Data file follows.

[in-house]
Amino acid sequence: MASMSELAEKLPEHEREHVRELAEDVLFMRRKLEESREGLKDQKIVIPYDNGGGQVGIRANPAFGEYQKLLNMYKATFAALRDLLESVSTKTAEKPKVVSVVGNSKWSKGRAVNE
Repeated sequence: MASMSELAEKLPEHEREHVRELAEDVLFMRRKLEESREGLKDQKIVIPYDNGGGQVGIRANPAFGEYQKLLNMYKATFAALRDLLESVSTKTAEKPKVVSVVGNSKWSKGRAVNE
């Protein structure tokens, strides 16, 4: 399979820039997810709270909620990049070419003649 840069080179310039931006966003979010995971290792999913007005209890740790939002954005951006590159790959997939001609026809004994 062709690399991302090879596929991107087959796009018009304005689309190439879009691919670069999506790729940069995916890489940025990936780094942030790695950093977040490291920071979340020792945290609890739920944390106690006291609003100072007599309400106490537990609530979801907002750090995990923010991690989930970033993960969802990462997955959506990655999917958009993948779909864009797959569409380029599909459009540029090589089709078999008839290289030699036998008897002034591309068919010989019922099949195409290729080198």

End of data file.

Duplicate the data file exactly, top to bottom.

[in-house]
Amino acid sequence: MASMSELAEKLPEHEREHVRELAEDVLFMRRKLEESREGLKDQKIVIPYDNGGGQVGIRANPAFGEYQKLLNMYKATFAALRDLLESVSTKTAEKPKVVSVVGNSKWSKGRAVNE
Repeated sequence: MASMSELAEKLPEHEREHVRELAEDVLFMRRKLEESREGLKDQKIVIPYDNGGGQVGIRANPAFGEYQKLLNMYKATFAALRDLLESVSTKTAEKPKVVSVVGNSKWSKGRAVNE
């Protein structure tokens, strides 16, 4: 399979820039997810709270909620990049070419003649 840069080179310039931006966003979010995971290792999913007005209890740790939002954005951006590159790959997939001609026809004994 062709690399991302090879596929991107087959796009018009304005689309190439879009691919670069999506790729940069995916890489940025990936780094942030790695950093977040490291920071979340020792945290609890739920944390106690006291609003100072007599309400106490537990609530979801907002750090995990923010991690989930970033993960969802990462997955959506990655999917958009993948779909864009797959569409380029599909459009540029090589089709078999008839290289030699036998008897002034591309068919010989019922099949195409290729080198």